Diffuse low-grade and anaplastic gliomas (grades II and III, respectively) are infiltrative primary brain tumors that are considered malignant because of their invasiveness, resistance to therapy, and likelihood of transforming to higher grades. Median survival varies from 3 to 15 years as a proportion relentlessly progress, while others may remain stable for years (1). Molecular classification plays an integral role in the diagnosis and prognostication of patients with gliomas, as evidenced by the recently revised 2016 World Health Organization (WHO) Classification of Central Nervous System Tumors (2). One genetic marker that is of critical importance is the isocitrate dehydrogenase 1 (IDH) gene, which is found to be mutated in 80–90% of all WHO grades II and III gliomas and in a minority of grade IV tumors (glioblastoma, or GBM) (3). The most striking clinical feature of IDH-mutant (IDH-1 or IDH-2) gliomas, irrespective of tumor grade and histology, is their survival advantage when compared to IDH-wildtype gliomas. Although these tumors exhibit profound alterations to their genetic, metabolic and immunologic make up, it is still unclear what drives this survival advantage. Since its discovery, the R132H IDH mutation has changed the way that glial tumors are conceptualized and consequently treated, and it is well appreciated that the underlying biology and clinical behavior of these tumors are distinct and respond differently to current treatment paradigms (4).
While patients bearing IDH-mutant tumors have improved prognoses compared to those with wildtype tumors, most eventually succumb to disease, exacting a significant toll on human lifespan and productivity. Given that IDH-mutant glioma patients maintain the mutant allele throughout progression and even after recurrence to higher grade, this highly conserved genetic alteration, expressed solely in tumor cells, represents an attractive therapeutic target, including, potentially, for immunotherapy.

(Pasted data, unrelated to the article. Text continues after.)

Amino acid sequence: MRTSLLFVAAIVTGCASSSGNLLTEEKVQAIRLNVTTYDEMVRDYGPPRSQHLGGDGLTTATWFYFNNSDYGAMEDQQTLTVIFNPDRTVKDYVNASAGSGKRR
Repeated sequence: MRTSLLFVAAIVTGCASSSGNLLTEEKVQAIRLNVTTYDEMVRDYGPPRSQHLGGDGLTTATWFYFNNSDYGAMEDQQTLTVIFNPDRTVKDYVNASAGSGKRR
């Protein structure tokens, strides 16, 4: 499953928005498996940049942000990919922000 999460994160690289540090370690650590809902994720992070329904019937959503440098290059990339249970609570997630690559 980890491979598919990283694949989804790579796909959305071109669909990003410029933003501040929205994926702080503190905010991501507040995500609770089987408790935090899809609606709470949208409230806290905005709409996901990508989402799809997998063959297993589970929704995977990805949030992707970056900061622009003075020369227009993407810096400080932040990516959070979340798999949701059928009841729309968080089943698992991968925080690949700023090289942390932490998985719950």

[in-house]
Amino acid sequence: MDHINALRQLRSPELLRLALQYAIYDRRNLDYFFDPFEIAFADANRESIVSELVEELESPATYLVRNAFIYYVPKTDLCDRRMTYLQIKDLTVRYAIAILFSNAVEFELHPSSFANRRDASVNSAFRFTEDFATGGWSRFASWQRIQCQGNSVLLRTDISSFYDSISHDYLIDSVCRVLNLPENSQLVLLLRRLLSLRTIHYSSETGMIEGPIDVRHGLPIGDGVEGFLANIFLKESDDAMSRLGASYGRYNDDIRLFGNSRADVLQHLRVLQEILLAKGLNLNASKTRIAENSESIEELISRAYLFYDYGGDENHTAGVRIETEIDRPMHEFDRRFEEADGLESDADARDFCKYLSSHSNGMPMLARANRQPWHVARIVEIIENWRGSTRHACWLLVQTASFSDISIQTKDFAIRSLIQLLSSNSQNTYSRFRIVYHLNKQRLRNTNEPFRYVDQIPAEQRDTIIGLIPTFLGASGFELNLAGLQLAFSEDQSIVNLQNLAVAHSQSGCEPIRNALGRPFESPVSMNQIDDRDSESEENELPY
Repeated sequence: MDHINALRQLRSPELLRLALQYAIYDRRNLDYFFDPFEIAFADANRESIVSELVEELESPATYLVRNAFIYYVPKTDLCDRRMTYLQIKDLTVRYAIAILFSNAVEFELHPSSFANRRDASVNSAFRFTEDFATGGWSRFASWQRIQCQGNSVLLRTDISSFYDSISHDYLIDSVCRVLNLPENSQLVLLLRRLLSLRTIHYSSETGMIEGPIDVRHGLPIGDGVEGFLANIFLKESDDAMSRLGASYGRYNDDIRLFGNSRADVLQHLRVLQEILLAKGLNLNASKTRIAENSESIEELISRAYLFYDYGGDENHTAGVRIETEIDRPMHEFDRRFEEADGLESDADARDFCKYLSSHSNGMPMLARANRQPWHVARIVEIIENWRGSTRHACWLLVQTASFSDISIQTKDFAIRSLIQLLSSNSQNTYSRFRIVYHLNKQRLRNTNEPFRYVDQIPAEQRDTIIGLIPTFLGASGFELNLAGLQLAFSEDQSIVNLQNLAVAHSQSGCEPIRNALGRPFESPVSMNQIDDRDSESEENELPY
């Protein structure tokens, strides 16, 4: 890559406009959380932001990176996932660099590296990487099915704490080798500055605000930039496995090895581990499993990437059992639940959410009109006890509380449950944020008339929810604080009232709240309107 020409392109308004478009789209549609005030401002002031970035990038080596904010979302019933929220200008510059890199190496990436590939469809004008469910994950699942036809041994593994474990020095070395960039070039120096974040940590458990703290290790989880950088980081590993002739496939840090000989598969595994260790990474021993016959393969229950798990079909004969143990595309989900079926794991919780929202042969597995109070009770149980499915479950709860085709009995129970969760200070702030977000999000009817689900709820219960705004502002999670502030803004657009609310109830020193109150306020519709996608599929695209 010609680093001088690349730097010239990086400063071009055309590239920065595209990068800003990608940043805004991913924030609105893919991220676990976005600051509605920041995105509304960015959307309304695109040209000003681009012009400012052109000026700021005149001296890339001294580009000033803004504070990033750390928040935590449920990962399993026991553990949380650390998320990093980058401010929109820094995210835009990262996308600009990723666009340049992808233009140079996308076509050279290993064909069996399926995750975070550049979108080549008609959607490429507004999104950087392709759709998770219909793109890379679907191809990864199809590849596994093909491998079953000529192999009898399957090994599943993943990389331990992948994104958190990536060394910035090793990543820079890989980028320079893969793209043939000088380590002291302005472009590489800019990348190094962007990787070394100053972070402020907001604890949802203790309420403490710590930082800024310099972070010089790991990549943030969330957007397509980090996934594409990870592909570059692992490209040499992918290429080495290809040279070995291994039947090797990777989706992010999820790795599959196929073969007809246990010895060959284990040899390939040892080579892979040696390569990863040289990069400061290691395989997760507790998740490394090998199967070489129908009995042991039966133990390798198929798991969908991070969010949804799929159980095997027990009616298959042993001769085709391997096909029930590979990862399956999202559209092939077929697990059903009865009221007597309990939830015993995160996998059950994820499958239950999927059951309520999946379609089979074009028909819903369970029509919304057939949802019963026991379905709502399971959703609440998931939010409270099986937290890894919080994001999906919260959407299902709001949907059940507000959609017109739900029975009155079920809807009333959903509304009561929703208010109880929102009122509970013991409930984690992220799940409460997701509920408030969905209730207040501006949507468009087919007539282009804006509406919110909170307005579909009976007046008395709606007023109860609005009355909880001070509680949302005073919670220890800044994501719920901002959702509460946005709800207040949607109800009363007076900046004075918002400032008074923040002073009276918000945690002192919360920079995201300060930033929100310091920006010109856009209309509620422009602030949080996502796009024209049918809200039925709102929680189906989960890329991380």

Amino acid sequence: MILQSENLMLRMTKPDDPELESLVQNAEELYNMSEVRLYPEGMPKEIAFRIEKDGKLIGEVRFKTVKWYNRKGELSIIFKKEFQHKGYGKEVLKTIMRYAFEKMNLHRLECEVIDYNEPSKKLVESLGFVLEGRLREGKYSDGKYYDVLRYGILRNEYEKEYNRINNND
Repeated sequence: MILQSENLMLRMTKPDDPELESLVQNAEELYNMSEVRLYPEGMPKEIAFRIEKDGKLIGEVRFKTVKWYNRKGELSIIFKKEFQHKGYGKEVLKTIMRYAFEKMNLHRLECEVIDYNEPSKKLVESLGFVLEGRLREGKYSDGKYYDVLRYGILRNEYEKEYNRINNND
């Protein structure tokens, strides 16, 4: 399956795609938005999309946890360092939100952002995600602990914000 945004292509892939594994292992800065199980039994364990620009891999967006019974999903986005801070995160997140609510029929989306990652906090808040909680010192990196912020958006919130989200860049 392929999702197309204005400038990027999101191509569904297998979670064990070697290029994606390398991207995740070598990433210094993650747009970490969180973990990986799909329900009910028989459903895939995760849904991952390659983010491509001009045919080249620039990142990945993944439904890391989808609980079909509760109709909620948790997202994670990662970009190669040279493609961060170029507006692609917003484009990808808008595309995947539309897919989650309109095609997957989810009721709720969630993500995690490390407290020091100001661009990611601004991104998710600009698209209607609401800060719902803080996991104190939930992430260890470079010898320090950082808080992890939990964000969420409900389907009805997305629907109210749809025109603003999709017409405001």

To date, most brain tumor immunotherapy clinical trials have engaged subjects with GBM, most of which is genotypically IDH-wildtype. Far fewer protocols have been available for patients with low-grade and anaplastic glioma (5). However, there has been an increasing effort to target mutant IDH through small molecule inhibitors, immune checkpoint inhibition, and vaccination, both preclinically and in human subjects (6,7). As we assess disease response, it is crucial that we comprehensively study and understand the interactions between host immunity and IDH-mutant tumors within the central nervous system (CNS).
A growing literature suggests that IDH-1 mutation confers an immunologically quiescent phenotype (Figure 1) onto glial tumors. IDH-mutant gliomas exhibit fewer tumor infiltrating lymphocytes (TILs) and reduced protein expression of programmed death ligand 1 (PD-L1) than wild-type counterparts (8). This relationship is recapitulated at the transcriptional level by data analyzed from The Cancer Genome Atlas (TCGA). Additional TCGA studies have also shown IDH-mutant mediated immune suppression through reduced expression of CD8+ T cell and interferon-γ (IFN-γ) associated genes, critical for the recruitment and activation of a vigorous anti-tumor T cell response (9,10). It is tempting to speculate that IDH-mutant gliomas would respond less well to checkpoint inhibition relative to IDH-wildtype tumors, but no clinical data confirms this hypothesis (11).